The Spirit And Movement Of Romanticism In A Christmas Carol
There are many stories that are inspired by the spirit and movement of Romanticism. The Romantic period dealt with the presence of supernaturals, the importance of nature, and the irrelevance of industrialization. Novels, poems, and short stories throughout the years use Romanticism to appeal towards the natural world or mankind. That can also include one’s feelings and the importance of an individual. All these principles express the very essence of life and character. Certain stories like A Christmas Carol, “To a Little Invisible Being Who Is Expected Soon to Become Visible”, and “The world is too much with us” all showcase different elements of Romanticism.
Novels like A Christmas Carol include many elements of Romanticism, but the most common is the aspect of the supernatural or unknown. In A Christmas Carol, the main character, Scrooge is visited by three spirits who each bring a different influence to them. They possess the power of time in which they can alternate to the past, present, or future. The presence of the spirits and their actions heavenly impact Scrooge’s life even though they are not mortal. After meeting all three spirits Scrooge’s bitter nature drastically changes as the story states. This shows how the supernatural entity can have a huge effect on the natural life of others. Before, Scrooge was a harsh man and projected that feeling all around him. Scrooge’s interactions with the ghosts completely changed his way of living as he became joyful and kind hearted in the end. Romanticism in many stories involve different paranormal existences which influences the living world in real time. A Christmas Carol shows how much the supernatural can affect and alter living characters feelings, actions, and thoughts.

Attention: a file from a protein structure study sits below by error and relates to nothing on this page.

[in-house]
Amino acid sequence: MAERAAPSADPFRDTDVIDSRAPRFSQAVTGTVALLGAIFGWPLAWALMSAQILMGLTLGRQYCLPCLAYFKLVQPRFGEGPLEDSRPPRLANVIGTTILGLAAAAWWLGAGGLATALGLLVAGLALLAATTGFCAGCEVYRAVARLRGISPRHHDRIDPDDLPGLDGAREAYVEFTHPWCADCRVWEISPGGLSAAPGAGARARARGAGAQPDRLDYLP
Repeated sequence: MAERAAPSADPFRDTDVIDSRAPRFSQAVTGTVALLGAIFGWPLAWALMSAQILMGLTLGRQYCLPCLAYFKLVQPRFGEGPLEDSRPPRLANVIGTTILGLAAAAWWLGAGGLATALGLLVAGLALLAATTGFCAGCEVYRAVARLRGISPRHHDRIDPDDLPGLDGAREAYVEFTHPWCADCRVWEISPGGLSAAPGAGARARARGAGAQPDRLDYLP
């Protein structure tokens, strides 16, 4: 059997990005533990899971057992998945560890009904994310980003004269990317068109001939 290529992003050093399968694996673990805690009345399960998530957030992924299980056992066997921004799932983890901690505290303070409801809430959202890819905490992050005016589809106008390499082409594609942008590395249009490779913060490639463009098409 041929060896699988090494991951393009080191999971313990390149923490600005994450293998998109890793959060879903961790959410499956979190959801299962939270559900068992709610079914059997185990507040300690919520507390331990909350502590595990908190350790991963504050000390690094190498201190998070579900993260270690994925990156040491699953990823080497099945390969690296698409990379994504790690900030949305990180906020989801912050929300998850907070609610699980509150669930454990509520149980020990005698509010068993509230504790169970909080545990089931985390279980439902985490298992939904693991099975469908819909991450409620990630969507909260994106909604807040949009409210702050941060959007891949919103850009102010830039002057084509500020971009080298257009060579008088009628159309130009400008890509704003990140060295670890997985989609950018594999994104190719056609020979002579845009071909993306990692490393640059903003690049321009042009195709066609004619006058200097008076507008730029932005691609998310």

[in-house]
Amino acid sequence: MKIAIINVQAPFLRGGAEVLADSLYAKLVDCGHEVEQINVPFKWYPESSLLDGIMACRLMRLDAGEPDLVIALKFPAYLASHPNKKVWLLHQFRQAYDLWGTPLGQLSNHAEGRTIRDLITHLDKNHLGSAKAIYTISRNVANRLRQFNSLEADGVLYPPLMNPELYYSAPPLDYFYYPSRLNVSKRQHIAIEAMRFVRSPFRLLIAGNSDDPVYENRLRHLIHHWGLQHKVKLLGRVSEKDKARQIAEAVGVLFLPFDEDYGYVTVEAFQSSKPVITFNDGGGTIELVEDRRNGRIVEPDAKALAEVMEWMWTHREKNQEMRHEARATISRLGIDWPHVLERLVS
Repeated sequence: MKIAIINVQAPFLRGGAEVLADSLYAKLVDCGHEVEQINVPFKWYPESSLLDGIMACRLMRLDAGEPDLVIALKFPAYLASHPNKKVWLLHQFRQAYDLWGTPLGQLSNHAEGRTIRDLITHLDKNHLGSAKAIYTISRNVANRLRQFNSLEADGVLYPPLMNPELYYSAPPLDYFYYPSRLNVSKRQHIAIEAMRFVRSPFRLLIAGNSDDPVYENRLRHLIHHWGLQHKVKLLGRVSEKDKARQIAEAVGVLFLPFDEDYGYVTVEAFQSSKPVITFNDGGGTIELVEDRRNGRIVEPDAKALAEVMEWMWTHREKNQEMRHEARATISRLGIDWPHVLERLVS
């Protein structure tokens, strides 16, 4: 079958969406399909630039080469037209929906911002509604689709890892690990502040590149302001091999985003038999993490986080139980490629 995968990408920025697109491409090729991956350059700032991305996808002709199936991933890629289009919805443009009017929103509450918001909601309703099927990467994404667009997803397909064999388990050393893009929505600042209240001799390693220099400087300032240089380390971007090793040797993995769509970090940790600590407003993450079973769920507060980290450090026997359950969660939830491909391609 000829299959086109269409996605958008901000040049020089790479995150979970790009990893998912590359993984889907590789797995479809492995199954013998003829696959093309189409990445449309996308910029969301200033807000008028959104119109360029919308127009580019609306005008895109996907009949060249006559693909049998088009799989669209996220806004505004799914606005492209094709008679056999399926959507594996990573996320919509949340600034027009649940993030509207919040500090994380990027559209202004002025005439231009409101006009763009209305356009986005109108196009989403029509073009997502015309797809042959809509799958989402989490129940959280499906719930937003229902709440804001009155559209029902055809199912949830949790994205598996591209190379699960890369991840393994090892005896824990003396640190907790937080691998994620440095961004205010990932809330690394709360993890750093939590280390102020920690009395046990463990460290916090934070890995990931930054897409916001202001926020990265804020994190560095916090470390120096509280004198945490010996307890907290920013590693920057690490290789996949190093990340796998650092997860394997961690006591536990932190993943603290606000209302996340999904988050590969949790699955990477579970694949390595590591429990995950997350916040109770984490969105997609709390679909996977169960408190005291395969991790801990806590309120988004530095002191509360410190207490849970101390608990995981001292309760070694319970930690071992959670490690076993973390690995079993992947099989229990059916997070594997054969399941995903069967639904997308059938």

In Anna Barbauld’s poem “To a Little Invisible Being Who Is Expected Soon to Become Visible”, it includes many aspects of nature and life in which Romanticism embraces. The poem is basically about a mother who is about to expect and feels many emotions throughout the entire wait. There are moments when the mother feels excited, anxious, joyful, etc. The poem is able to relate the mother and her baby with the spirit of nature. Near the beginning, it states. This compares how young plants and flower buds bloom in warm months just like a baby preparing to enter the world. The poem further says. This represents the image of mother nature welcoming the baby into its radiant world. It expresses the idea of an expecting mother as one of the purest moments in life. The usage of nature characteristics within this poem does not interfere with the actual living world. Instead, nature is used to be compared to the main subject rather than physical interaction. Romanticism uses nature in a light and spiritual way in which Barbauld’s poem signifies perfectly.
One trait of Romanticism is the insignificance of industry which is established in the poem “The world is too much with us”. The poem follows the idea of how we humans have forgotten the fundamentals of nature. It talks about how much we have civilized in the industry and man-made materials. It seems that our society has progressed so much in industrialization that we have forgotten what nature can provide for us. In the poem it says. This demonstrates how humans do not appreciate nature and its offerings. Nature can provide many gifts like natural healings or supplements yet people continue to ignore its importance. There are other statements like this for example. It discusses how humanity does not follow or help with nature, therefore, we began to lose the wildlife around us. Plants and animals around us perish slowly as we continue to ignore the environment and spread out across the earth. This connects with Romanticism because it shows how humans are willing to trade nature for civilization and industries.
In conclusion, all three of these writings portray an element of Romanticism in some way. A Christmas Carol presents how much the supernatural can impact the living world and real-life decisions. “To a Little Invisible Being Who Is Expected Soon to Become Visible” describes the tenderness and warmth of nature by comparing it to a baby about to be born. “The world is too much with us” portrays how selfish humanity is as we continue to manufacture and expand ignoring nature all around us. The way these stories and poems handle each aspect perfectly conveys the main idea of Romanticism and its period.